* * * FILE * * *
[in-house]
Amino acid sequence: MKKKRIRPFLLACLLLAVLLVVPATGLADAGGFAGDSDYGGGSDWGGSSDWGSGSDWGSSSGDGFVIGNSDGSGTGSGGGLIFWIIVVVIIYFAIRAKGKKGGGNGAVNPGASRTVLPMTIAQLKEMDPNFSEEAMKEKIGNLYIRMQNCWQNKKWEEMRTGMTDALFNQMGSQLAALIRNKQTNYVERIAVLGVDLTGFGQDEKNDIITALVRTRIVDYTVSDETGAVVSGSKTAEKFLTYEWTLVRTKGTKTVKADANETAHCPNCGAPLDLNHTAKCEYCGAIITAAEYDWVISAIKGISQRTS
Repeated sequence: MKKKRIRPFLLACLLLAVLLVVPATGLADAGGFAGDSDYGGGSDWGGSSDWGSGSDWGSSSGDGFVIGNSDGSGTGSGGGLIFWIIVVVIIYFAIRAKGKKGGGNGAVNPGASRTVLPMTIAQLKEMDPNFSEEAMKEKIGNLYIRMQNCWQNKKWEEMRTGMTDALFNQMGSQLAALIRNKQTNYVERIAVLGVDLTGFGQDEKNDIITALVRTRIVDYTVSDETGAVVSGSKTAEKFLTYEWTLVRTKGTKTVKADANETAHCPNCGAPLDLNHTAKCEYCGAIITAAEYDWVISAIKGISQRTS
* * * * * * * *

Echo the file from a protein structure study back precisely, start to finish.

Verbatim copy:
[in-house]
Amino acid sequence: MKKKRIRPFLLACLLLAVLLVVPATGLADAGGFAGDSDYGGGSDWGGSSDWGSGSDWGSSSGDGFVIGNSDGSGTGSGGGLIFWIIVVVIIYFAIRAKGKKGGGNGAVNPGASRTVLPMTIAQLKEMDPNFSEEAMKEKIGNLYIRMQNCWQNKKWEEMRTGMTDALFNQMGSQLAALIRNKQTNYVERIAVLGVDLTGFGQDEKNDIITALVRTRIVDYTVSDETGAVVSGSKTAEKFLTYEWTLVRTKGTKTVKADANETAHCPNCGAPLDLNHTAKCEYCGAIITAAEYDWVISAIKGISQRTS
Repeated sequence: MKKKRIRPFLLACLLLAVLLVVPATGLADAGGFAGDSDYGGGSDWGGSSDWGSGSDWGSSSGDGFVIGNSDGSGTGSGGGLIFWIIVVVIIYFAIRAKGKKGGGNGAVNPGASRTVLPMTIAQLKEMDPNFSEEAMKEKIGNLYIRMQNCWQNKKWEEMRTGMTDALFNQMGSQLAALIRNKQTNYVERIAVLGVDLTGFGQDEKNDIITALVRTRIVDYTVSDETGAVVSGSKTAEKFLTYEWTLVRTKGTKTVKADANETAHCPNCGAPLDLNHTAKCEYCGAIITAAEYDWVISAIKGISQRTS